The theme of law in Luke's Gospel has rarely been discussed, and then only tangentially in studies concerned with recovering Jesus' view of the law. The evidence of Acts has received considerably more attention, but almost always in the context of a comparison with Paul's view of the law or a reconstruction of the historical events which lie behind the narrative of Acts. A notable exception is J. Jervell's essay on 'The Law in Luke - Acts' in which he argues that Luke presents a consistent and conservative view of the law, viz. that the Church, as the renewed Israel, is committed to the law, Jewish-Christians being obliged to keep the whole of it and Gentile Christians those parts relevant to them. He thus disagrees with Conzelmann, who argues that the apostolic decree freed the Church once and for all from its previous obligation to the law.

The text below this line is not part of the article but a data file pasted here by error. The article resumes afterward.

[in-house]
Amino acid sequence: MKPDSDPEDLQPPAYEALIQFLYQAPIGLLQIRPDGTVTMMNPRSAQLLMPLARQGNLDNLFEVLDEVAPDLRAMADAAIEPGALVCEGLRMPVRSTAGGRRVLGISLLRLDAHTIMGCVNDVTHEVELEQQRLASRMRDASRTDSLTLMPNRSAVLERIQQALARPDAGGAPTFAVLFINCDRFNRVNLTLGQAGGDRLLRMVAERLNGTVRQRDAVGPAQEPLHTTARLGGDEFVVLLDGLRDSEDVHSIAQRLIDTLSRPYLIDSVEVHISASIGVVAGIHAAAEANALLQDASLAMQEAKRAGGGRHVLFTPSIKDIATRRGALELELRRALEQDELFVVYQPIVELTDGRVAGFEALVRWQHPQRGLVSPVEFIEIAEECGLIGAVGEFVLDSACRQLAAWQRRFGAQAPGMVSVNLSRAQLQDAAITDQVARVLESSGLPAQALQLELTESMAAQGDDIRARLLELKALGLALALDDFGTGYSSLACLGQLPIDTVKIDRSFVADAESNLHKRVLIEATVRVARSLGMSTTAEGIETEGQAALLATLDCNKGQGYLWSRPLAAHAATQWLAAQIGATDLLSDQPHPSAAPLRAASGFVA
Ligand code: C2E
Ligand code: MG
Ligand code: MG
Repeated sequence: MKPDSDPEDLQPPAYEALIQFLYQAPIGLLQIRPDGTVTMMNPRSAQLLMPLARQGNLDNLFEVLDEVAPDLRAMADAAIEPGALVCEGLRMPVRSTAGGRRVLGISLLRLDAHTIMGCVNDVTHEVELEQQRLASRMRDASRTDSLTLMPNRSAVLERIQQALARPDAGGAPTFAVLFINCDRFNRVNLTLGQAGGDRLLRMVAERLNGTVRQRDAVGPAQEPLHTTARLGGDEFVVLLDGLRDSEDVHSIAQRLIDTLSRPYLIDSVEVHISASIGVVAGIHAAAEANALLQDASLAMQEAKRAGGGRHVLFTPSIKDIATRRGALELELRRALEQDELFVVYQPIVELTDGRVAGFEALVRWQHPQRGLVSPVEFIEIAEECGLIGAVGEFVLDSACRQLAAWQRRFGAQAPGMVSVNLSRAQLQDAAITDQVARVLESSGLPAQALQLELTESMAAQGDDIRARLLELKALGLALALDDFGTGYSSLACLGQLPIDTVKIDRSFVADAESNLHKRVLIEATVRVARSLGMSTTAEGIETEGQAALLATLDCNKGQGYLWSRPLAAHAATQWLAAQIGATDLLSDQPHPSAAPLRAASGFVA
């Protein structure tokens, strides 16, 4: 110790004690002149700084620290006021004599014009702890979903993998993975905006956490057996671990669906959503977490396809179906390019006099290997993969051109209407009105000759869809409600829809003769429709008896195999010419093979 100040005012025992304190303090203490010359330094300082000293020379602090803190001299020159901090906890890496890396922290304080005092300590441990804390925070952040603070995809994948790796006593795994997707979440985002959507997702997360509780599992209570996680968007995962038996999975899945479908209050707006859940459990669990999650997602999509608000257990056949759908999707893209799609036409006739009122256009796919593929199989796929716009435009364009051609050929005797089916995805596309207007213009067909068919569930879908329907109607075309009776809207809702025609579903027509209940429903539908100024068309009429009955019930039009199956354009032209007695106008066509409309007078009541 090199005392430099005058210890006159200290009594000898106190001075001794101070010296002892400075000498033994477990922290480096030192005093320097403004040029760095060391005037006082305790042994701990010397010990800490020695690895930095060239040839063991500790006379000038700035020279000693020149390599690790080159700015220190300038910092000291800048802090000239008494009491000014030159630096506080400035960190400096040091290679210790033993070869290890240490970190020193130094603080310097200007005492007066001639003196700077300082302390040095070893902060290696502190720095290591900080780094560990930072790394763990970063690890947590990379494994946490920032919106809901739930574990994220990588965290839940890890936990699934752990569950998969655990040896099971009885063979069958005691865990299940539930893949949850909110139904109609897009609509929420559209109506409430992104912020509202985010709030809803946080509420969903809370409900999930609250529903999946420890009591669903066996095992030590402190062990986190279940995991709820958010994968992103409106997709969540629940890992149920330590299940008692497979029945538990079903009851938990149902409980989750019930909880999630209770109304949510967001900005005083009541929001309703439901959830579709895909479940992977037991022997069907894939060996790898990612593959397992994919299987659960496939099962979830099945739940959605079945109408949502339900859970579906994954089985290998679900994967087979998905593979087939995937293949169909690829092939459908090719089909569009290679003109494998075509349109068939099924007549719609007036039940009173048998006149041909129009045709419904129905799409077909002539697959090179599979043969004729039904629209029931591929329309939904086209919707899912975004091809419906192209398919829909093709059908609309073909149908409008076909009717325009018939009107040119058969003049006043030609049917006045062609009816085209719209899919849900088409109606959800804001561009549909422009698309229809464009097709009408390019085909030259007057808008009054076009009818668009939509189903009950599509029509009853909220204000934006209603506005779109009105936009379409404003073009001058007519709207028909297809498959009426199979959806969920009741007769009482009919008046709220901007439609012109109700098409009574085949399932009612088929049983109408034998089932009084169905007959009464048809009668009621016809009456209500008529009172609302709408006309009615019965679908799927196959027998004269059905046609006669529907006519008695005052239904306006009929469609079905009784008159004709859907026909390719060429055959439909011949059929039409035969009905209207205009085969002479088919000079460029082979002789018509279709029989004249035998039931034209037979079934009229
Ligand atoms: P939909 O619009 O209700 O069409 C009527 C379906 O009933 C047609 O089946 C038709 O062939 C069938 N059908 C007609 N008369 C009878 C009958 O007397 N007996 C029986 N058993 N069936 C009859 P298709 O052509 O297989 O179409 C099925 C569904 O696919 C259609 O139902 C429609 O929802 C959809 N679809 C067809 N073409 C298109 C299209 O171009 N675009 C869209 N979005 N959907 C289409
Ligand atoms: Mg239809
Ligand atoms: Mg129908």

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(216mm x 138mm x 9mm)
Cambridge University Press
Publisher: Cambridge University Press
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